Merchant brigantine Mary Celeste. At first sight, this illustration by E. W. Wojschwillo does not seem specially creepy. It nevertheless shows a scene of one of the greatest mysteries in maritime history: the fate of the Crew of the Mary Celeste.
At first sight, this illustration by E. W. Wojschwillo does not seem specially creepy. It nevertheless shows a scene of our of the greatest mysteries in maritime history: the fate of the Crew of the Mary Celeste.
On December the 4th 1872, the brigantine Mary Celeste was sighted 590 nautical miles from Gibraltar by the American brigantine Dei Gratia. Captain Morehouse of the Dei Gratia saw that the Mary Celeste was drifting on the water with sails hanging down slackly. He knew her captain Benjamin Spooner Briggs to be a good seaman and was worried. As he approached, there was no one on deck, no one at the helm. Morehouse worryingly gave the order to launch a boat and board the Mary Celeste. The search the ship only brought up more questions: there was no trace of the crew, the captain or his family, that was known to be aboard. The ship was in good condition, with some minor damage, just like after a storm. There was water in the hold, but not to a dangerous amount. Two hatches were open as to ventilate the fumes produced by the cargo of denaturalized alcohol the ship was taking to Genoa. Personal belongings of those aboard had been left behind, tobacco pouches and pipes lay on the forecastle, sufficient provisions for six months were on board, and there was also enough drinking water. The ship’s rudder was still functional. Only the lifeboat, the chronometer and sextant were missing. The open log book was found on the captain’s table. The last entry was dated 24 November, eight o’clock. The ship’s location had been about a hundred miles south-west of the Azores. Captain Morehouse had the water drained from the hold, took the Mary Celeste in tow and brought her to Gibraltar. There she was immediately impounded and thoroughly examined. But there were no indications as to what could have caused the entire crew to disappear. They were never heard of again and all the investigations could bring up was a long list theories. Her fate as ghost ship brought up many supernatural theories as well.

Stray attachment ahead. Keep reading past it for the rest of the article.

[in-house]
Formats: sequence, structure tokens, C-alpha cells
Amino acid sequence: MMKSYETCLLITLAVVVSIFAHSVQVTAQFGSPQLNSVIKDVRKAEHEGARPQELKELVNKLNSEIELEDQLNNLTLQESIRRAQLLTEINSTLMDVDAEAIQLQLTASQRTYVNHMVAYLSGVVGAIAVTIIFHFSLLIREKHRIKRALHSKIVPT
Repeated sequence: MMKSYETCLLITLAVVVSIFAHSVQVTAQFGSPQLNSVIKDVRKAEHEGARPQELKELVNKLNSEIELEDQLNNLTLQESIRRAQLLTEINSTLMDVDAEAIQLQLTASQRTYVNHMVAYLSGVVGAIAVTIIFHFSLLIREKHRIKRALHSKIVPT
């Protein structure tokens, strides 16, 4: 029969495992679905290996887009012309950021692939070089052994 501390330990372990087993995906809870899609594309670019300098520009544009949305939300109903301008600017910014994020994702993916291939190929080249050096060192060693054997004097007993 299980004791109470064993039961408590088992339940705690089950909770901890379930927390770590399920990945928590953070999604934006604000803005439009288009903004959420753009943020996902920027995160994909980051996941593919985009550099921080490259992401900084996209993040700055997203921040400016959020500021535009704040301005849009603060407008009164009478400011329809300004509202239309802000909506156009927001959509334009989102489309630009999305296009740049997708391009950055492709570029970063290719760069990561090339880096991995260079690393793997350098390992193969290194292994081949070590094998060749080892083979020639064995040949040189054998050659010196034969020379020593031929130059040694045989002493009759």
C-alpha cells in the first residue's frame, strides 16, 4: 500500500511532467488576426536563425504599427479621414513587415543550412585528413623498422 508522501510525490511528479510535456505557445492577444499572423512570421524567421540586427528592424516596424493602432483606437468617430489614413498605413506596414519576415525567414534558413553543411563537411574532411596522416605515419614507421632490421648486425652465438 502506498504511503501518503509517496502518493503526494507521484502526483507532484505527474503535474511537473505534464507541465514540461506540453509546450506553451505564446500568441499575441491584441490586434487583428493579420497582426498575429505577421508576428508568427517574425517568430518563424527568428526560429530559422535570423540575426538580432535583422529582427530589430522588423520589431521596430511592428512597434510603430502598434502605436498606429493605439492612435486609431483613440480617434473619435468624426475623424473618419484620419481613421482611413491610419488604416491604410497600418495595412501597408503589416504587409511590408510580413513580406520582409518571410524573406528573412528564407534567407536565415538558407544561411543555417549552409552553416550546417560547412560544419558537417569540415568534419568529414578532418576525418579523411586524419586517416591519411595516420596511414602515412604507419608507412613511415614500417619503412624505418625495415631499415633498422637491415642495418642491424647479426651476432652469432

Despite open questions, there sure was a natural explanation for the mystery of the Mary Celeste. But coastal residents and sailors had their own opinions. For many of them, the ship built in Nova Scotia in 1861 had been an unlucky vessel from the start. Shortly after the christening, then named Amazon, the ship’s first captain died of a strange illness. On its maiden voyage, the ship ran aground and was badly damaged. In 1862, it collided with a brig in the Straits of Dover and again suffered heavy damage. In 1867, it ran aground on Cape Breton Island and the hull had such severe damage that experts did not initially believe it could be repaired. But the merchant Alexander Mac Bean took the risk, bought the wreck and had it repaired. With the new name „Mary Celeste“ he hoped to avert further misfortune. The ship set sail from New York on 7 November 1872 on its mysterious voyage. Despite its bad reputation, it changed hands several times thereafter, but remained dogged by misfortune. In 1884 it ended up on a reef in the West Indies, the last owner unable to free himself from suspicion of insurance fraud until his death.